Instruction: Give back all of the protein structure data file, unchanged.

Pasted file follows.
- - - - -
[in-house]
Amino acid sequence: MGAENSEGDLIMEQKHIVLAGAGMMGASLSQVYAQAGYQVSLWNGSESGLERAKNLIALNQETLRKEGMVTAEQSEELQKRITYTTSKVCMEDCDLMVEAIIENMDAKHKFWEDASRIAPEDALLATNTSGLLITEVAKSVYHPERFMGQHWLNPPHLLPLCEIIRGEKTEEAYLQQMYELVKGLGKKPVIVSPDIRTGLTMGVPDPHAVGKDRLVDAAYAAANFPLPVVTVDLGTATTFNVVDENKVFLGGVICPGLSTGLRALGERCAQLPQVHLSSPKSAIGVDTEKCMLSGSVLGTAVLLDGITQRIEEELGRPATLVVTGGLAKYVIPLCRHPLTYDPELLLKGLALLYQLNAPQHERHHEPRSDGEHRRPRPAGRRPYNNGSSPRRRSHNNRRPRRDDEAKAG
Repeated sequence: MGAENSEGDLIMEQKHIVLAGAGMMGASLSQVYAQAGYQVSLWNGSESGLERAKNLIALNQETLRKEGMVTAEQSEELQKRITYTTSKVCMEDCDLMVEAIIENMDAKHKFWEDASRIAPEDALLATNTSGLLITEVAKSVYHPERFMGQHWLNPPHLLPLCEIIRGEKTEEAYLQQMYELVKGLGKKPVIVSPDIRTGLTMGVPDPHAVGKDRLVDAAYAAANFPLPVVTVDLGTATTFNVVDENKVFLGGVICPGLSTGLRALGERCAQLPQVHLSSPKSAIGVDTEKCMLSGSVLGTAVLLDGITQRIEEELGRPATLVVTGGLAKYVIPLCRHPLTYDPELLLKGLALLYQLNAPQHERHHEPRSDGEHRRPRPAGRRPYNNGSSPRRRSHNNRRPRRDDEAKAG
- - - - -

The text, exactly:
[in-house]
Amino acid sequence: MGAENSEGDLIMEQKHIVLAGAGMMGASLSQVYAQAGYQVSLWNGSESGLERAKNLIALNQETLRKEGMVTAEQSEELQKRITYTTSKVCMEDCDLMVEAIIENMDAKHKFWEDASRIAPEDALLATNTSGLLITEVAKSVYHPERFMGQHWLNPPHLLPLCEIIRGEKTEEAYLQQMYELVKGLGKKPVIVSPDIRTGLTMGVPDPHAVGKDRLVDAAYAAANFPLPVVTVDLGTATTFNVVDENKVFLGGVICPGLSTGLRALGERCAQLPQVHLSSPKSAIGVDTEKCMLSGSVLGTAVLLDGITQRIEEELGRPATLVVTGGLAKYVIPLCRHPLTYDPELLLKGLALLYQLNAPQHERHHEPRSDGEHRRPRPAGRRPYNNGSSPRRRSHNNRRPRRDDEAKAG
Repeated sequence: MGAENSEGDLIMEQKHIVLAGAGMMGASLSQVYAQAGYQVSLWNGSESGLERAKNLIALNQETLRKEGMVTAEQSEELQKRITYTTSKVCMEDCDLMVEAIIENMDAKHKFWEDASRIAPEDALLATNTSGLLITEVAKSVYHPERFMGQHWLNPPHLLPLCEIIRGEKTEEAYLQQMYELVKGLGKKPVIVSPDIRTGLTMGVPDPHAVGKDRLVDAAYAAANFPLPVVTVDLGTATTFNVVDENKVFLGGVICPGLSTGLRALGERCAQLPQVHLSSPKSAIGVDTEKCMLSGSVLGTAVLLDGITQRIEEELGRPATLVVTGGLAKYVIPLCRHPLTYDPELLLKGLALLYQLNAPQHERHHEPRSDGEHRRPRPAGRRPYNNGSSPRRRSHNNRRPRRDDEAKAG